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James Main, who was struck off the Royal College of Veterinary Surgeons register in February 2011, has had his name restored to the register and is now free to resume front line animal treatment at his practice in Newbury. The business has many racing stables in the area amongst its clients.
Main had been found guilty of disgraceful conduct in the treatment of Nicky Henderson trained Moonlit Path before her racecourse debut at Huntingdon in February 2009. The horse, owned by the Queen, was the first in British racing to test positive for tranaxemic acid, a blood-clotting agent. Main admitted he had given Moonlit Path an injection on the morning of the race, and had also not recorded the use of the drug in his records. Both activities are contrary to the rules of racing, which allow horses to take only food and water on a raceday.
Main has always insisted that the injection was administered in the horse’s welfare and not to enhance her performance, a view shared by Henderson, who had given the vet instructions to inject the horse. Henderson’s role led to a fine of £40,000 from the BHA, along with a ban from entries for 3 months.
At the time the RCVS said it was “satisfied that Mr Main’s actions amounted to pre-meditated misconduct. Mr Main has admitted he administered TA to horses on a raceday at Mr Henderson’s yard over several years. He has also admitted that the term ‘pre-race check’ has been routinely used in the clinical records by his practice to conceal the injection had been administered.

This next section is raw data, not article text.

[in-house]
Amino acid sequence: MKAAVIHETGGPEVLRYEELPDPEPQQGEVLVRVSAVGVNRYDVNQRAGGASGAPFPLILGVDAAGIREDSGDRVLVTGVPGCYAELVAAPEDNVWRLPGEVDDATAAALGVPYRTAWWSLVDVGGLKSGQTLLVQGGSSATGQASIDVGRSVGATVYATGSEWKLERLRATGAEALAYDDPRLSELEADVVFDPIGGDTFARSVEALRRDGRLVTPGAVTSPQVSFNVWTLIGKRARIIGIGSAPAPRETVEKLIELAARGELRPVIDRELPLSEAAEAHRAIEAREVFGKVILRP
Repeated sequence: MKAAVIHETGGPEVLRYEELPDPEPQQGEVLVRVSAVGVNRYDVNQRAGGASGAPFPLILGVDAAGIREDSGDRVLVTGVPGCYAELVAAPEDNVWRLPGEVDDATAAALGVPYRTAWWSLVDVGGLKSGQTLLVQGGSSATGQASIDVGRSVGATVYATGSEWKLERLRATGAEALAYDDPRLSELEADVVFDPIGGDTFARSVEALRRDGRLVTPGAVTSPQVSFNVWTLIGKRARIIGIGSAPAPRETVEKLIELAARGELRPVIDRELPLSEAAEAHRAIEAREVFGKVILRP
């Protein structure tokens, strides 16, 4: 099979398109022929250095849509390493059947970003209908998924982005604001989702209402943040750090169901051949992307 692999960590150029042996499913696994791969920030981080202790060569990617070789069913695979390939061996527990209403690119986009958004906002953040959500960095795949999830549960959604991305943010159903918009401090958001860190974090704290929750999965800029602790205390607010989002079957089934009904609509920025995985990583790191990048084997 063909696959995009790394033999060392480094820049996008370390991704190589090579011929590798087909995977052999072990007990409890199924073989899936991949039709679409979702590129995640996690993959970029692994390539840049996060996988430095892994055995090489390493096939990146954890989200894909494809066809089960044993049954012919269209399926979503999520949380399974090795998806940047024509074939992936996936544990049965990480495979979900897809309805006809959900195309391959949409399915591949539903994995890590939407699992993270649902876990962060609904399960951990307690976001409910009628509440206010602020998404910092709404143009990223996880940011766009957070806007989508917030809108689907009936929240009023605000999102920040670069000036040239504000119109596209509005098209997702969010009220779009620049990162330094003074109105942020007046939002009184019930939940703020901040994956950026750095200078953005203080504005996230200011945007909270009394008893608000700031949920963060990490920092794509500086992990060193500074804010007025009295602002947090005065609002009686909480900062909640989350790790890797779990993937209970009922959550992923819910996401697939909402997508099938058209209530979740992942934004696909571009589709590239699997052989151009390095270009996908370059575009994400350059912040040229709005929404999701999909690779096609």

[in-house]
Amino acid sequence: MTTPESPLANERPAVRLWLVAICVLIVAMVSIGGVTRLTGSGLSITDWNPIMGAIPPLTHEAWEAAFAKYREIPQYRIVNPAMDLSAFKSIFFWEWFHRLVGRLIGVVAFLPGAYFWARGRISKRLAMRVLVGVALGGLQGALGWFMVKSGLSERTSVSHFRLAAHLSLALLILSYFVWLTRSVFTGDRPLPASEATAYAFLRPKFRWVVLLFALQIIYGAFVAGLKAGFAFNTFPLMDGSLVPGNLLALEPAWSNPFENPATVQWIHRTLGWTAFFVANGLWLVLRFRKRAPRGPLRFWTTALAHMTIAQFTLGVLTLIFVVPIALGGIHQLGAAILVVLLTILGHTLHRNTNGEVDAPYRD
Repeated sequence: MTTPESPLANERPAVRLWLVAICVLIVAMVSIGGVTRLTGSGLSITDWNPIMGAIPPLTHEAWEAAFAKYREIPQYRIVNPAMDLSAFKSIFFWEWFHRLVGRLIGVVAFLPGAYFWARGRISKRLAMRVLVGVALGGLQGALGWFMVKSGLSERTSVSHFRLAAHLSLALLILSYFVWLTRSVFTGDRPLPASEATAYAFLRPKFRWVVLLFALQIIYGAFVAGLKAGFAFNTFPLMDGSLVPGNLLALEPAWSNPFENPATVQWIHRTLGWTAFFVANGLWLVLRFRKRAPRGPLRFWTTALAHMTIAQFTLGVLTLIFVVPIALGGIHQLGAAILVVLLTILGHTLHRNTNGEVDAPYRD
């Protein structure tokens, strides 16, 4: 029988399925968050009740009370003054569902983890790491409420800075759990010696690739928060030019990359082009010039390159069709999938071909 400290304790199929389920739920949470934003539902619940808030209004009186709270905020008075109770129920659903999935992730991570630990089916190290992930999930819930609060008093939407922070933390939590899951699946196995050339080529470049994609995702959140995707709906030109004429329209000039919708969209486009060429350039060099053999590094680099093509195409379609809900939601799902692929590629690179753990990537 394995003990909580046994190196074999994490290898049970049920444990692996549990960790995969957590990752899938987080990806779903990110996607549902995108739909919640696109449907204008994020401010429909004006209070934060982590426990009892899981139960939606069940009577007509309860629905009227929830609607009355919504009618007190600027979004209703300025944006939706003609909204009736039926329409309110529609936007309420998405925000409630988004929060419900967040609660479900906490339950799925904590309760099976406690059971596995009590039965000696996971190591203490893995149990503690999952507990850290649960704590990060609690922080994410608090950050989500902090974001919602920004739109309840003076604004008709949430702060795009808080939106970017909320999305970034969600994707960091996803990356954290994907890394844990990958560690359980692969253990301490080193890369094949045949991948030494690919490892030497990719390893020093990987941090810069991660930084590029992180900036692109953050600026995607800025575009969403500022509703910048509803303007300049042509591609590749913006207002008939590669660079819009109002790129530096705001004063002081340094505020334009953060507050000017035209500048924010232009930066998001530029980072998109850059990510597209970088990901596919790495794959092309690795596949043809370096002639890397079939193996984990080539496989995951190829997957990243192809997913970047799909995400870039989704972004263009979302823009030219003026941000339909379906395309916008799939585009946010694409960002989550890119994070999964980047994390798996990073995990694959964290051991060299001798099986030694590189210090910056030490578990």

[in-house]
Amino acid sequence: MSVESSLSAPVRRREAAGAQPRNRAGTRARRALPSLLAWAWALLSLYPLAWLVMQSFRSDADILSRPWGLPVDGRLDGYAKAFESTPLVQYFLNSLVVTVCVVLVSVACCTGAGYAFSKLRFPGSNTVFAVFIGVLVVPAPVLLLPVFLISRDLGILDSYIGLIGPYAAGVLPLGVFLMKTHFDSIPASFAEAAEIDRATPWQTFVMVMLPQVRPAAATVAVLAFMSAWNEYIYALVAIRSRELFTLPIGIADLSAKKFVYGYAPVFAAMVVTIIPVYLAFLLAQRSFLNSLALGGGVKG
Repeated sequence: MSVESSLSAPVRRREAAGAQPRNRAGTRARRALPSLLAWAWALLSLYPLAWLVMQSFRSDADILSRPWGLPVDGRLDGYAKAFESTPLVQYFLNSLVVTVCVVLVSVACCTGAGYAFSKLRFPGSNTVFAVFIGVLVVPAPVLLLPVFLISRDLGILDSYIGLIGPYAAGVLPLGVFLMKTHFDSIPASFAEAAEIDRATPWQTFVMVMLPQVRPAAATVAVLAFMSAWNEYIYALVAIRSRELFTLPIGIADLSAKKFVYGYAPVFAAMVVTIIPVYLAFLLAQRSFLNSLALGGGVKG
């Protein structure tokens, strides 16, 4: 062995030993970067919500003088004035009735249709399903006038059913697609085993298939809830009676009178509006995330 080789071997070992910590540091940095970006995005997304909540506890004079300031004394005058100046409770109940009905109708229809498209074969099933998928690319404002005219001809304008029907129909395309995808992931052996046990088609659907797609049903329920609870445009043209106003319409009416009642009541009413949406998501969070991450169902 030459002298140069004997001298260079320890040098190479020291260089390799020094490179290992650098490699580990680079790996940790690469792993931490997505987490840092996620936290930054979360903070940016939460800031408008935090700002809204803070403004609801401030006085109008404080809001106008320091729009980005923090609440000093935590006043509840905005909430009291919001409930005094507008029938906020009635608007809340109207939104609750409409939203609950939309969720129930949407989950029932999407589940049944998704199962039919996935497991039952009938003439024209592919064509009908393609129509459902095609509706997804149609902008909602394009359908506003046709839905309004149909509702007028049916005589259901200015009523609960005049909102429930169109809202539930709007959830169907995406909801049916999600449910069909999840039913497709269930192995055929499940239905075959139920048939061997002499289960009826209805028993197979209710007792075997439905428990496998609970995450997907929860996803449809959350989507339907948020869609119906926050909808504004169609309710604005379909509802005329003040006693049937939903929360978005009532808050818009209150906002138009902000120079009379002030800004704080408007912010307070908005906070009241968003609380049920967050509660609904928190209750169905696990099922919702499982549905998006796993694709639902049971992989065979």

Although he did not appeal at the time, an RCVS panel has now heard evidence from Main, practice partners and clients and has decided to allow him to resume his career. The committee found his punishment to have been a “humbling and salutary experience” and his removal had been “financially and emotionally detrimental to Mr Main, his family and practice”. Committee chairman Prof Peter Lees added: “The committee is satisfied that he is very unlikely to breach the Rules of Racing in the future and does not consider that there is a risk to the future welfare of animals by restoring his name to the register.”